Dreaming of Italy – buying that dream place after Brexit
The delights of Italy are many and well-known to countless Brits, who have long appreciated the stunning landscapes, food, wines and culture of a country that is as varied as it is consistently charming and subtly seductive.
Many of us fall hopelessly in love with the country during holidays, or maybe even a single, overwhelming experience – love at first bite. This is often the start of a lifetime of cherished dreams of one day owning a property in Italy; maybe buying a property as a holiday home to make more frequent visits easier and perhaps to bring in some income when we’re not enjoying it ourselves, as an investment or somewhere to retire to at some future point.
The upheaval and uncertainty of Britain’s departure from the EU after Brexit has thrown up many questions and doubts, not least in the minds of those cherishing dreams of a place among the vineyards or hugging the coast or lake shores. Can the Chianti dream still come true for Italophile Brits?
The answer, thankfully, is yes, si!, it can!
Non-EU citizens already have well-established rights under Italian law to own property, and post-Brexit Brits will be included in that category. Even while we were EU members, prospective buyers were always well-advised to seek professional advice and support from experts like us to navigate the process smoothly.
After Brexit, legal, official and many other essential procedures – dealing with surveyors, builders, banks and caretakers will be slightly different. But overall, the bureaucracy will be no more or less arduous than it was before. With the expertise of Terragente Real Estate behind you at every step, there’s no reason to lose faith in your dream or hesitate to pursue it.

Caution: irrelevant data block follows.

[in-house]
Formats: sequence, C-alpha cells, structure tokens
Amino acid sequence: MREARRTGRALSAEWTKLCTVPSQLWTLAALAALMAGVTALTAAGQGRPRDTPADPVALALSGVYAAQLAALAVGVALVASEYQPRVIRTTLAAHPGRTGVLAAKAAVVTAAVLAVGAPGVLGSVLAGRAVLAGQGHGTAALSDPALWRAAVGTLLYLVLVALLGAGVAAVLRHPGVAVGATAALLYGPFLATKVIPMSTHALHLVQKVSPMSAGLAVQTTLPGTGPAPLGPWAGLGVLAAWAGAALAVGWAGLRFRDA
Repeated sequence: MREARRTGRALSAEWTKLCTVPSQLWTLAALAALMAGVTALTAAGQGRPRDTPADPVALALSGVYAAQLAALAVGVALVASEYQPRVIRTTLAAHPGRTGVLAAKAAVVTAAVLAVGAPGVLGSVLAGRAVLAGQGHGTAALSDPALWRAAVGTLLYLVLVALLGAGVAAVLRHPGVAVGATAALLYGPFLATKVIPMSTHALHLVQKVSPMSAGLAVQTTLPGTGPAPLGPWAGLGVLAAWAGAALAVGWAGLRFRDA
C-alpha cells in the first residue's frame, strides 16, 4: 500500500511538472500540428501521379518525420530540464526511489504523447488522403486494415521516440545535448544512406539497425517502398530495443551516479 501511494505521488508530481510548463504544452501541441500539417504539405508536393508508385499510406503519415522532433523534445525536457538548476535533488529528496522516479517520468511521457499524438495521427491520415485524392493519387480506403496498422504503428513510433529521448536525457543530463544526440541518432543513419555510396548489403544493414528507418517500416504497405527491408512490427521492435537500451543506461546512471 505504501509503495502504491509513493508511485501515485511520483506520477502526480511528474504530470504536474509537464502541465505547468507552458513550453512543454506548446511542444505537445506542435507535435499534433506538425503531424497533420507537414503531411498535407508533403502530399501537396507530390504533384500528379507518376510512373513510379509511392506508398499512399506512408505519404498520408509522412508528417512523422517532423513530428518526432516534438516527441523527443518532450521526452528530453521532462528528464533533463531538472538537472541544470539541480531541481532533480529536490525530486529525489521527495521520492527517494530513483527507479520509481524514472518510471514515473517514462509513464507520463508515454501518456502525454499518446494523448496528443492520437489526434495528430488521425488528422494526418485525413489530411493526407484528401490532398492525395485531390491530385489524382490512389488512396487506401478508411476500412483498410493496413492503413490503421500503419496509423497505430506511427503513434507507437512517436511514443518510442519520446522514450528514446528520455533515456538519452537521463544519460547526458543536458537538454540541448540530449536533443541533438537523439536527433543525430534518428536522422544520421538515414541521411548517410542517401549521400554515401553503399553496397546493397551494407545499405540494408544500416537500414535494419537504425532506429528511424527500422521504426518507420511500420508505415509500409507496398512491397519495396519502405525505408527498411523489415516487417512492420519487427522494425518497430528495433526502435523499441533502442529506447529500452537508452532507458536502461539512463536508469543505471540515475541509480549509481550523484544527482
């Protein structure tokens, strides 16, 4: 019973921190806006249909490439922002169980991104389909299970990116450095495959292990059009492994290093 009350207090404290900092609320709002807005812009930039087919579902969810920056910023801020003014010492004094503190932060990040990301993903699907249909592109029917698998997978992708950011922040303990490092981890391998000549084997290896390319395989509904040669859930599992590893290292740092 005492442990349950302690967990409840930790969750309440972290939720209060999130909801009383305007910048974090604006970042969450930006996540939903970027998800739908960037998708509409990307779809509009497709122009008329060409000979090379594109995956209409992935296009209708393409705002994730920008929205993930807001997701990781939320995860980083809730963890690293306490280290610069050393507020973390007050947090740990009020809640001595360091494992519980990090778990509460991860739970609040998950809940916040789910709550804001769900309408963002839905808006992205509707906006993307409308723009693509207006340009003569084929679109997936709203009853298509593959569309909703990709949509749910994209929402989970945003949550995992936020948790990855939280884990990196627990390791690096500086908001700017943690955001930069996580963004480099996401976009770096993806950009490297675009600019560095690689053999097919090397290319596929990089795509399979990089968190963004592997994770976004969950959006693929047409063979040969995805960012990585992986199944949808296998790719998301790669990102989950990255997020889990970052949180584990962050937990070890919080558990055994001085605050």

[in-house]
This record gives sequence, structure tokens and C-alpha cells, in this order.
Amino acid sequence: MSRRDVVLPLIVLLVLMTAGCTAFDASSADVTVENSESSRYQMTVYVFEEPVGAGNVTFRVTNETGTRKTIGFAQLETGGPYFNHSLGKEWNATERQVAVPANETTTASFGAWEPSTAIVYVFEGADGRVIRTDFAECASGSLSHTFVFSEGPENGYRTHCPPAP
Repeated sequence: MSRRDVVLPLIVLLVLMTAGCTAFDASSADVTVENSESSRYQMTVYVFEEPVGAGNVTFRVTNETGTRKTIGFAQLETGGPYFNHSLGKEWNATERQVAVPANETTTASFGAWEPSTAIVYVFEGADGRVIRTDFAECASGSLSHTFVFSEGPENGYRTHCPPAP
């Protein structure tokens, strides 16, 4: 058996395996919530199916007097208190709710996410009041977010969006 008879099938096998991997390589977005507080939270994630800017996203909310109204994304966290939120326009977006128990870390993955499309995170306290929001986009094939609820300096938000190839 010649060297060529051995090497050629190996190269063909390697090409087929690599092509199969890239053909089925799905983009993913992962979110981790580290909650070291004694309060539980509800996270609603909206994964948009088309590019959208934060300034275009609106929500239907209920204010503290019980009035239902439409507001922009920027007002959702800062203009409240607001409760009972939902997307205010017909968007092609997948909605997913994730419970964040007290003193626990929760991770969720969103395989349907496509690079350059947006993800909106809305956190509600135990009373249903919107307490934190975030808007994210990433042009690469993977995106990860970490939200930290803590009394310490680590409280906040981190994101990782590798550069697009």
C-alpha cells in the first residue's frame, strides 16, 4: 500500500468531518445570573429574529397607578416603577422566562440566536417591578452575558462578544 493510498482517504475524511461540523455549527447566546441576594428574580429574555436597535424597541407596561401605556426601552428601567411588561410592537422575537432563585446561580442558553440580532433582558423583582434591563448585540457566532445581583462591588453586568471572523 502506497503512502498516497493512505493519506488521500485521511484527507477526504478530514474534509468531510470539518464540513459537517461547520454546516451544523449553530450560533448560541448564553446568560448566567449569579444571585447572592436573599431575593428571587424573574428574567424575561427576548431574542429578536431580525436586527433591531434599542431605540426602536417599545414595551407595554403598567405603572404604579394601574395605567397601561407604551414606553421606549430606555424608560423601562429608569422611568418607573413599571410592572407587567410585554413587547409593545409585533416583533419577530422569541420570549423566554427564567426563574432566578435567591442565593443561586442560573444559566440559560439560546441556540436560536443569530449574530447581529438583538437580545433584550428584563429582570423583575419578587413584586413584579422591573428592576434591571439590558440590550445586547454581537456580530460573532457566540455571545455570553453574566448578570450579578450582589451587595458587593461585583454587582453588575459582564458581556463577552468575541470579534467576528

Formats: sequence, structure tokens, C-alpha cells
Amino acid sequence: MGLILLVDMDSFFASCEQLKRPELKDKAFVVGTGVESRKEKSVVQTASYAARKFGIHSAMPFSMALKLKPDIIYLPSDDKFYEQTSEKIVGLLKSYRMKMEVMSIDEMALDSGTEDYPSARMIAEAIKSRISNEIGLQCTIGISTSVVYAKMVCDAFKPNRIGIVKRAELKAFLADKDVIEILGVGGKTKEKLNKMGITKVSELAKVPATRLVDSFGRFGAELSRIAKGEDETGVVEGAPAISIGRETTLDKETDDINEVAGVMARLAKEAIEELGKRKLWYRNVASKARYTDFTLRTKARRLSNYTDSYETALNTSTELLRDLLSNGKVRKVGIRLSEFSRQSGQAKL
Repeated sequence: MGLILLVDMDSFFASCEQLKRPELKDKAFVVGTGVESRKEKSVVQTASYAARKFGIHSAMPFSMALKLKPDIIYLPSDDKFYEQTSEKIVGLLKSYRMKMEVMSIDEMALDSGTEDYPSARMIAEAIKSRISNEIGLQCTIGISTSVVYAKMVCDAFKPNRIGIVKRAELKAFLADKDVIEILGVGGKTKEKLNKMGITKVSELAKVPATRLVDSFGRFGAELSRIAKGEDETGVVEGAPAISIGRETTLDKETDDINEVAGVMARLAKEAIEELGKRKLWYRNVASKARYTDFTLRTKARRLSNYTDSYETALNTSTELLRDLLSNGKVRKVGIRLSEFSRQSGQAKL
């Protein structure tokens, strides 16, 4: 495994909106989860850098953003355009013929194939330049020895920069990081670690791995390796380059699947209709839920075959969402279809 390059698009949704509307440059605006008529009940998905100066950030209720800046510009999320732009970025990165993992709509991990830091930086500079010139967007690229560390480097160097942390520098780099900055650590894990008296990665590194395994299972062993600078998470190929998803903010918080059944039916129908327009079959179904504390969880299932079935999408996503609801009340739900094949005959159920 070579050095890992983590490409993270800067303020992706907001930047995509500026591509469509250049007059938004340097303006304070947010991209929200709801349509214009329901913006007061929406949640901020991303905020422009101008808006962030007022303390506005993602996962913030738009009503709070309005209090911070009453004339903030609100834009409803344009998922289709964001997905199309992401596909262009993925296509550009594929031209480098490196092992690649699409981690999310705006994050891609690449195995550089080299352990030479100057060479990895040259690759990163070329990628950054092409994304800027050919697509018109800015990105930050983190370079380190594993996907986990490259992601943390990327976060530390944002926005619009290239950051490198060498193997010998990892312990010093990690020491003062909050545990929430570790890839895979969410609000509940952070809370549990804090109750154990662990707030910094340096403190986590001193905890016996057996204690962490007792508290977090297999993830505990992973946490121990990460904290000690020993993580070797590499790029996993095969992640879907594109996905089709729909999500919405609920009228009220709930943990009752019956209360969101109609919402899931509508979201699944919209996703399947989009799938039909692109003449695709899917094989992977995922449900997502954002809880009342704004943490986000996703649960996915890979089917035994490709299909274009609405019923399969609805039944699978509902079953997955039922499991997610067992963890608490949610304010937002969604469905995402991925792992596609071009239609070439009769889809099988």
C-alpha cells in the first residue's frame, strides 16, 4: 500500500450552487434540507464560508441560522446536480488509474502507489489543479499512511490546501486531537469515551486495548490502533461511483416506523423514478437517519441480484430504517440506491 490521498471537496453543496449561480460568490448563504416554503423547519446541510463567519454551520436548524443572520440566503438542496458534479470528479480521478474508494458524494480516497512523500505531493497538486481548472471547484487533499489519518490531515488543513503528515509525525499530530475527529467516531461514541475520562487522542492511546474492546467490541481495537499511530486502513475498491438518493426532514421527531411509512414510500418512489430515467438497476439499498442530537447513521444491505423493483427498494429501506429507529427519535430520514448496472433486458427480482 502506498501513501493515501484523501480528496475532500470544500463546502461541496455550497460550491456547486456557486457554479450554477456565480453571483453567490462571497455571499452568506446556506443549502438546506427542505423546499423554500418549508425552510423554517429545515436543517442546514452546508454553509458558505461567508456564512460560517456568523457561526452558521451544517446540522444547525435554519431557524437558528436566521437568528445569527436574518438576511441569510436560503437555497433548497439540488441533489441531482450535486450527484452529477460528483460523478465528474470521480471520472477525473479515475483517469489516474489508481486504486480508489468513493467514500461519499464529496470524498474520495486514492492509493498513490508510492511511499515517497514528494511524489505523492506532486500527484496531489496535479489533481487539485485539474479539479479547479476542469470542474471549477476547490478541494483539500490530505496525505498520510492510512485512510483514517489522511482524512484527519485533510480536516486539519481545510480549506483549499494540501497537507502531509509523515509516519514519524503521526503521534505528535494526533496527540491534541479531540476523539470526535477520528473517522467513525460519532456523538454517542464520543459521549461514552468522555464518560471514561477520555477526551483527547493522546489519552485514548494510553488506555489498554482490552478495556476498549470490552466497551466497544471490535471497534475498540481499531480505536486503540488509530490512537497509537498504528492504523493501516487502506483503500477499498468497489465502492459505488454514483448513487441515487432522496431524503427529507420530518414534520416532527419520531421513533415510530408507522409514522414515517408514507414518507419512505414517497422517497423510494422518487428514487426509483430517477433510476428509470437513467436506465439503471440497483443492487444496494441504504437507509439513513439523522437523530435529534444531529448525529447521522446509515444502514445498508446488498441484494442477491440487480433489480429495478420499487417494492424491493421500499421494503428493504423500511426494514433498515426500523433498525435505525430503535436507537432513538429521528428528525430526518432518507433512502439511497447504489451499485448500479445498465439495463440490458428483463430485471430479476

We can also help you to understand and assess the different options that will be available to you as Non-EU citizens owning a property in Italy. For example, after you buy a house in Italy you have an option to become an official resident in the country, by following the appropriate legal procedure.
If you become a property owner but choose to remain a non-resident, you can still use your house freely up to a maximum of 180 days per year, so long as no single visit lasts for more than 90 days. This option probably suits most who buy a property as a holiday home. For those planning that retirement in the sunshine, the best option is to buy the property as a resident.
Brexit will change a few things, for sure, and perhaps it will make the choices and processes a bit more complex, but it’s nothing that can’t be overcome with the right support. Our love affair with Italy isn’t going to be interrupted by some changes in paperwork.